When he finally did return to Saluzar, he was surprised to find that he was greeted with a hero’s welcome. Cecilia Ward told everyone her son had been dutifully serving in Vietnam. The doctors claimed she’d been so worried about him that she’d stopped eating causing her to lose her mind. And so, she’d told everyone that her son was in the war, bravely fighting for the cause. She had forgotten the incident, and it was Cameron’s belief that the story she had concocted was her mind protecting itself, her one solace once her mind had shut down. From what the doctors said, it would be best not to upset her, and so Cameron shyly went along, always shrugging off the praise, agreeing to his mother’s story. In that way, he felt he could perhaps meet her expectations.

And yet, Cameron Ward still felt guilty. Guilty enough to care for her for nearly forty years. When she’d died, he’d thought he could breathe easy, his secret would never be out. But, if she were to come back…what if she were to tell everyone? If she were to reveal Cameron’s secret shame? This town, the people that Cameron had come to know, would they shun him as his own mother had? If the whole town rose up against him, Cameron even feared for his life. The vial taunted him. The red liquid looked just like the color of the lipstick Cecilia used to wear every Sunday when they went to church.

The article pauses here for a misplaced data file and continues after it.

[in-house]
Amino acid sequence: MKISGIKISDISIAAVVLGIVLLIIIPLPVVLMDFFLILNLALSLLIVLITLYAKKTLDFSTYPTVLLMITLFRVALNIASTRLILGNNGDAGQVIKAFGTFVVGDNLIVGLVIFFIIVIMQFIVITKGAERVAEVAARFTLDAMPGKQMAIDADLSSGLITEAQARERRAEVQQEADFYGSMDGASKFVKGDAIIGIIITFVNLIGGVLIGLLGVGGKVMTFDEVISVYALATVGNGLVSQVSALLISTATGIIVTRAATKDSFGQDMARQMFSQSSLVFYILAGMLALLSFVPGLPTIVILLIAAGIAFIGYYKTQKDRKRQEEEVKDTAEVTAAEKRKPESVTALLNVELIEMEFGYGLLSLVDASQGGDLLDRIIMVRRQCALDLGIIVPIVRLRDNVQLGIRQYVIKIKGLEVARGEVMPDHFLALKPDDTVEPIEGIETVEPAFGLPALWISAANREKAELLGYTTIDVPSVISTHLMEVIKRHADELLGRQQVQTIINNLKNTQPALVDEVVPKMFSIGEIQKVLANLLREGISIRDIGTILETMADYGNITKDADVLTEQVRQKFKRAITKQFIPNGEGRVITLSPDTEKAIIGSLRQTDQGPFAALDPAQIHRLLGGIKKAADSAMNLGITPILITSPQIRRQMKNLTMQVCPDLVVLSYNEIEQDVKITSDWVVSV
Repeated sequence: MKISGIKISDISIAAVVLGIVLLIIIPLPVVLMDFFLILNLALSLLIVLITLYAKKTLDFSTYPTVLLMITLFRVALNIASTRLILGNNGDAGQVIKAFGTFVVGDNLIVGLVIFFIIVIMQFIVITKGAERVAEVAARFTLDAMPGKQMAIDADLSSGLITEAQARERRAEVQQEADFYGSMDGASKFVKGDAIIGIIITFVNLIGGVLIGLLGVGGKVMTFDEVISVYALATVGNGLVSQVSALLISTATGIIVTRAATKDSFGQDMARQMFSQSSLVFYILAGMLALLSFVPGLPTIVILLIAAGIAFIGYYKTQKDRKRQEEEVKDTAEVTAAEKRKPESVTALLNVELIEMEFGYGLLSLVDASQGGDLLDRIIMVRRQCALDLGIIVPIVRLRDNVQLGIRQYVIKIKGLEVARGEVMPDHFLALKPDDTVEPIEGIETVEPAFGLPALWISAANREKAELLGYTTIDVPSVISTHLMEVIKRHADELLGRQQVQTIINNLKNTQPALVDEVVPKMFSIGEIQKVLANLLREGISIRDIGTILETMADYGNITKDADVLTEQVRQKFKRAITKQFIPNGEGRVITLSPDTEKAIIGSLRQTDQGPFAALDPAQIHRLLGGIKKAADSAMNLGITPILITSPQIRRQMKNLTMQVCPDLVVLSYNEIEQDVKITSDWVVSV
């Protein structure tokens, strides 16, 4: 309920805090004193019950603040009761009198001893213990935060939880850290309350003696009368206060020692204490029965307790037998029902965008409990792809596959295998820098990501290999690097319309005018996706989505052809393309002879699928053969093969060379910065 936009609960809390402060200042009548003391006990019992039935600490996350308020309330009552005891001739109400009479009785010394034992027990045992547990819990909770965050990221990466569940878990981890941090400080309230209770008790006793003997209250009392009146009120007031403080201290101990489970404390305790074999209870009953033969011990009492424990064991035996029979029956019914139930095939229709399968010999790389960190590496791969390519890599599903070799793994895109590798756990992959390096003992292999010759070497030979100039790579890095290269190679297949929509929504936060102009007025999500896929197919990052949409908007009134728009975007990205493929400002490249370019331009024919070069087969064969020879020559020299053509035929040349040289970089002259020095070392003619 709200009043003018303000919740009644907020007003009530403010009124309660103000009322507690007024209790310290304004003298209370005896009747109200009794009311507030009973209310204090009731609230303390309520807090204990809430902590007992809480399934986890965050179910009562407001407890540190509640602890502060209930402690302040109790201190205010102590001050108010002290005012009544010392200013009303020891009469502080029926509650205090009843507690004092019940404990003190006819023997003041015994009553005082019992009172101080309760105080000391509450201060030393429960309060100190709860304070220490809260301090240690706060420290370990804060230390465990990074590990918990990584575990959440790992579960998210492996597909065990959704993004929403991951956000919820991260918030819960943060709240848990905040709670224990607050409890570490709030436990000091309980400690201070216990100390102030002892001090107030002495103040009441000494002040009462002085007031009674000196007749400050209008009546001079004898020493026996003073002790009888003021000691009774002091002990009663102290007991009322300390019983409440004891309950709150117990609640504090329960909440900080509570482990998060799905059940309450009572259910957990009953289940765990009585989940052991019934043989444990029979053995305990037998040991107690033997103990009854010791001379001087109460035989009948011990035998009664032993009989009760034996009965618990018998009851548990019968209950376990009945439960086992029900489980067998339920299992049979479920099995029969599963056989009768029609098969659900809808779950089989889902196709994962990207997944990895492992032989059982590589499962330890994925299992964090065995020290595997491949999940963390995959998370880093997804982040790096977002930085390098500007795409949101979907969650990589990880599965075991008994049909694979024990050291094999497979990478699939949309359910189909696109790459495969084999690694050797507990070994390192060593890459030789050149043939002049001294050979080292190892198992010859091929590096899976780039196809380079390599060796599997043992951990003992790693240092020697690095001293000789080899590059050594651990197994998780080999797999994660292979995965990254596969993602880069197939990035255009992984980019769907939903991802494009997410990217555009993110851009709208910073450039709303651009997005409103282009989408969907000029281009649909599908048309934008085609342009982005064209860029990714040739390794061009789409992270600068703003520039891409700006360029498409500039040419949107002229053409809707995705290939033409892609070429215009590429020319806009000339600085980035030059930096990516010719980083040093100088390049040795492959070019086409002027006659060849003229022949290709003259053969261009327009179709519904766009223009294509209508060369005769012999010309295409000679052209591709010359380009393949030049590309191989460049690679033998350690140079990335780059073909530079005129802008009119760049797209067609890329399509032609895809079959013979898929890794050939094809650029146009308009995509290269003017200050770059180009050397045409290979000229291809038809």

Cameron took a sip of beer. In less than a minute, he’d finished the whole can.


R.C. Goose, meanwhile, sat in the office of Goose & Leyman. Business was done for the day, and had been for a while, but the stout businessman felt like it was where he needed to be at the moment. It had only been a year ago that R.C. Goose last sat in the same office with Mark Leyman. The men had been business partners for fifteen years at that point. It was evening, the curtains were drawn, and the only phone in the building was situated on the table in front of them. Leyman yawned and glanced at his partner.

“You’re welcome to go home, you know,” he told Goose, smiling wearily.

“Not at all. You probably get lonely sitting here all alone each night.”

“True. But I’m used to it at this point. You never stay this late.”

“I thought that my company would be a welcome change,” Goose taunted, using his index finger to pick some stray chicken breast from between his bottom teeth.

“Not at all! You know I enjoy your company.” Leyman nibbled on his fingernail. Goose stared at him for awhile, then let out a guffaw.

“I know, I’m just teasing you, Mark. Are they normally this late?”

“No, no. I don’t know what’s happened. The shipment normally gets in an hour ago.”